Two alerts, one from the US Federal Aviation Administration and one from AMD, manufacturer of the Zodiac CH601XL light sport aircraft, came one day too late for an Illinois sport pilot and owner of an experimentally-registered CH601XL.
That pilot, Charles Cummings, died Friday November 6 when his Jabiru-powered Zodiac (N538CJ) broke up in flight and tumbled into a field in Arkansas. According to the NTSB preliminary report, Cummings’ was on VFR a cross-country out of the Sharp County Regional Airport (KCVK) at about 0930 that morning and had probably flown to either Flippin or Mountain View, Arkansas as an intermediate destination about 50mi to the southwest. He was likely on his way back to KCVK when the aircraft broke apart near Agnos (about 10mi west of KCVK) at around 1100h that morning.
According to the NTSB, the right wing assembly that landed in a pond marked the beginning of a 600ft-long debris field oriented on an 035deg magnetic heading. Next came the left wing, 200ft further along and the fuselage, empennage, engine and propeller at the end point. “There were no ground scars identified between the right wing and the main wreckage that could be associated with the left or right wing, empennage or fuselage,” notes the investigator.
The NTSB has taken a special interest in the CH601XL, in both kit and factory-built form based on a series of fatal accidents, as previously reported in this blog.
The FAA and the manufacturer both took decisive action on Saturday, November 7.
For the FAA’s part, it issued a special airworthiness information bulletin revealing the results of an airworthiness investigation it launched on the model in April and informing operators to follow a companion safety directive issued by AMD.
Here’s what the FAA found, verbatim, in its review:
Wing structure: FAA analysis shows bending loads used to design the wing structure were non-conservative and the basic static strength of the CH601XL/CH650 does not appear to meet the intent of the ASTM standards for a 600kg (1320 lb) airplane, given the current flight envelope in the Pilot Operating Handbook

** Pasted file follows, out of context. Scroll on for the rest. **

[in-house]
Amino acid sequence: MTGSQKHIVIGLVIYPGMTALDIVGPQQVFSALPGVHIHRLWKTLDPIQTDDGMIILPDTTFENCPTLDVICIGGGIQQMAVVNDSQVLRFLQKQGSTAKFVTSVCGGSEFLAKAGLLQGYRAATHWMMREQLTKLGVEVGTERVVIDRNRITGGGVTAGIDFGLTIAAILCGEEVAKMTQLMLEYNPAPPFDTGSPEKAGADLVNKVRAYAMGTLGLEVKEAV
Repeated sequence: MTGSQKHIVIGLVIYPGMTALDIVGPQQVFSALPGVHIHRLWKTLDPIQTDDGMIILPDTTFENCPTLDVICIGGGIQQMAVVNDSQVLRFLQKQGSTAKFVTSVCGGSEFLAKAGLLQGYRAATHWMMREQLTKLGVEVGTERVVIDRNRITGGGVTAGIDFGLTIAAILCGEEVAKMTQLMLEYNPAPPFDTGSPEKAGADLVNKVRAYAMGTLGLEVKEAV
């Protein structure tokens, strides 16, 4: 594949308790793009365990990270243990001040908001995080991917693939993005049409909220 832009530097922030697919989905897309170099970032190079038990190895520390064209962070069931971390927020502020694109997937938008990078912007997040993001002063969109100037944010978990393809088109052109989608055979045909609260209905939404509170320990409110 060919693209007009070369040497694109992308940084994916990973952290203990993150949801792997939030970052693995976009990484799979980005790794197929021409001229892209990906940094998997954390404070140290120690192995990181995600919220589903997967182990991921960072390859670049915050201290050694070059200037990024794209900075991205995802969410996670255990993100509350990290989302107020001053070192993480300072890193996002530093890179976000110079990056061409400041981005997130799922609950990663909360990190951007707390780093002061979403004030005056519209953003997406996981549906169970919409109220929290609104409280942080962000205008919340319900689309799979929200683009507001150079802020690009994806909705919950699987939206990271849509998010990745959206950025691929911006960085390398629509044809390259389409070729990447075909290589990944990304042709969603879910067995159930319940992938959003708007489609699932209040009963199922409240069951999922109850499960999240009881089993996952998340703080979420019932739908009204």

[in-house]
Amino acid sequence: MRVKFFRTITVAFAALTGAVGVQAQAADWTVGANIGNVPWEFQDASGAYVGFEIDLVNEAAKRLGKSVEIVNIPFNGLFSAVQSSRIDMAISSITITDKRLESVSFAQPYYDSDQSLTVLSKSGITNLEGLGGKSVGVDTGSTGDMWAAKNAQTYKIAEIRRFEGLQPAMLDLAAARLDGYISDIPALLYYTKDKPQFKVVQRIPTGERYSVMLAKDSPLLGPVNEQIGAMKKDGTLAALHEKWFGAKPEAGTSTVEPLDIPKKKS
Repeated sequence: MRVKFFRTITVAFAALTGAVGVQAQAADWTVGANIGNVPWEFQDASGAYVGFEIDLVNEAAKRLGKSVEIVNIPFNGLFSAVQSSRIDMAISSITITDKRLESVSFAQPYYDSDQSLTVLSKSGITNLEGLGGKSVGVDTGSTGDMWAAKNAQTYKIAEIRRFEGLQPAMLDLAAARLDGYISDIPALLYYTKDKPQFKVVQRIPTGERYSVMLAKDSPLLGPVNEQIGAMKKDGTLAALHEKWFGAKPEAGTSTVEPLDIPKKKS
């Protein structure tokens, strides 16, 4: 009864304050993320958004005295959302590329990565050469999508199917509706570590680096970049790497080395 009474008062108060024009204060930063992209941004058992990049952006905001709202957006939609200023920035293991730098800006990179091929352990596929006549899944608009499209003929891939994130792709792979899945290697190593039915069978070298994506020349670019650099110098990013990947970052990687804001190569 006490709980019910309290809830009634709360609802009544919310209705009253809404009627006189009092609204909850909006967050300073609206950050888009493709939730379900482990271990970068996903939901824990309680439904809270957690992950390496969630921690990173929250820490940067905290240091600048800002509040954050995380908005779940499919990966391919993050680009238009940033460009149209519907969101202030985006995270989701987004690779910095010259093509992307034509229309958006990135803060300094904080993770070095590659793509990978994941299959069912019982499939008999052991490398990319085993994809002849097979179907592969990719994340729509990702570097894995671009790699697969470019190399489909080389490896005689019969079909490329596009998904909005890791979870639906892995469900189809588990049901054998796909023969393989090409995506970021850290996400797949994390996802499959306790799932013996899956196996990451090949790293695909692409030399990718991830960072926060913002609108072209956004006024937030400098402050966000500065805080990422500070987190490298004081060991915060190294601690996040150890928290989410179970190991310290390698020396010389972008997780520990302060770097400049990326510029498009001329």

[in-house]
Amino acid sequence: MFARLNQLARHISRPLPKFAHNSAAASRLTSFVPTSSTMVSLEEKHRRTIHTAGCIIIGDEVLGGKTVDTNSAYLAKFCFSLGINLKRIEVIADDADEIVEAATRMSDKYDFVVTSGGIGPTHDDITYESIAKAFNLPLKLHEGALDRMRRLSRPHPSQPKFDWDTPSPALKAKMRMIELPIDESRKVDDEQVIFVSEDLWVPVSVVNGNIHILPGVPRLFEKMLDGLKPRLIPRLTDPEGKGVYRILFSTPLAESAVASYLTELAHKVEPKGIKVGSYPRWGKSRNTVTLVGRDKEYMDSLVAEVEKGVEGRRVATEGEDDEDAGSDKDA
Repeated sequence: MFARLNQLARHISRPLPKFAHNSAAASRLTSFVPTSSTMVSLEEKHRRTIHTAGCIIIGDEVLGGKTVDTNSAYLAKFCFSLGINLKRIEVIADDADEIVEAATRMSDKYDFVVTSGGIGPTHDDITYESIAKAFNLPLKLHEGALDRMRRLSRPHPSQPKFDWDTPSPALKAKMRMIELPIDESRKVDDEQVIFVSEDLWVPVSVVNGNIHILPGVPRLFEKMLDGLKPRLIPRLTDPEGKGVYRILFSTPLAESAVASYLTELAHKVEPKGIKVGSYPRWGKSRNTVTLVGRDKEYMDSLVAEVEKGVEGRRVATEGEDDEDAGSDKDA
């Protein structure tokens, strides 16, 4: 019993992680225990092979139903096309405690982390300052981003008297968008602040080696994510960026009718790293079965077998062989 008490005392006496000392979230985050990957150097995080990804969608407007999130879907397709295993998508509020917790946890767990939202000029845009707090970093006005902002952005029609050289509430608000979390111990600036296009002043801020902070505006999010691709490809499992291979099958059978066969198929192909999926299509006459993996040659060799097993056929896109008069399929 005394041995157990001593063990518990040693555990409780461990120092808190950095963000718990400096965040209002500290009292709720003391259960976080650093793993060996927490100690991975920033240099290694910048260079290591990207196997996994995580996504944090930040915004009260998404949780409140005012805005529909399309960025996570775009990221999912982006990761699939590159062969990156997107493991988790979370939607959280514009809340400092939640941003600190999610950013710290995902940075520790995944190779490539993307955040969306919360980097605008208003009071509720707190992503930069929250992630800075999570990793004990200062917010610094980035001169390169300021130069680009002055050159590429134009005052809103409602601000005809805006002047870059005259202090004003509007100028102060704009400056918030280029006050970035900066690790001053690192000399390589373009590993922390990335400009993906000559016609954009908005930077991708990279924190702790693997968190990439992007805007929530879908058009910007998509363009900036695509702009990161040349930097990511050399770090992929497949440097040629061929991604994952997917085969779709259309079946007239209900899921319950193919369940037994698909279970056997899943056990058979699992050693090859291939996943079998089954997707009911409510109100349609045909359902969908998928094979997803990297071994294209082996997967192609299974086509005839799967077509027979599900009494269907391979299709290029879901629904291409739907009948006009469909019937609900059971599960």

Structural Stability: Other aviation authorities have noted the presence of buckling in the wing structure, including in the center section. Such structural instabilities can have a significant effect on static strength and flutter characteristics.
Flutter: Our detailed review of available flutter analysis reports was inconclusive. However, accident photos clearly indicated flutter was present during the in-flight structural failures. The FAA believes flutter may either be a first order root cause of in-flight structural failure or a secondary cause after some initial wing structural deformation or twisting.
Airspeed calibration: Calibration procedures do not appear to adequately account for basic static pressure source error due to the location of the static port. This could lead to potential airspeed indication anomalies, particularly since the CH601XL/650 derivatives can be delivered/built with several different airspeed indicators installed or without an indicator at all. The situation could lead to the potential of operating the airplane above the maneuver speed and/or the design cruise speed, potentially leading to structural failure.
Stick force characteristics: Flight test data from foreign authorities indicates at aft center of gravity the stick forces become very light. The FAA believes this may be a contributing factor in structural failure accidents if coupled with operations over gross weight, at speeds higher than VA, and/or for aircraft loaded improperly. In such conditions, it would be very easy to dynamically load the CH601XL/CH650 wing beyond its design structural load limit.
“In order to prevent potential catastrophic structural failure, we strongly recommend that all owners and operators of Zodiac CH601XL/CH650 comply with actions outlined in a forthcoming Aircraft Manufacturing & Design, LLC (AMD) Safety Directive / Safety Alert to address the above-referenced concerns before further flight,” the FAA concluded.
AMD’s companion directive calls for several modifications to the aircraft ”before further flight” includes installing aileron counterbalance weights and verifying certain aspects of the airspeed indicator.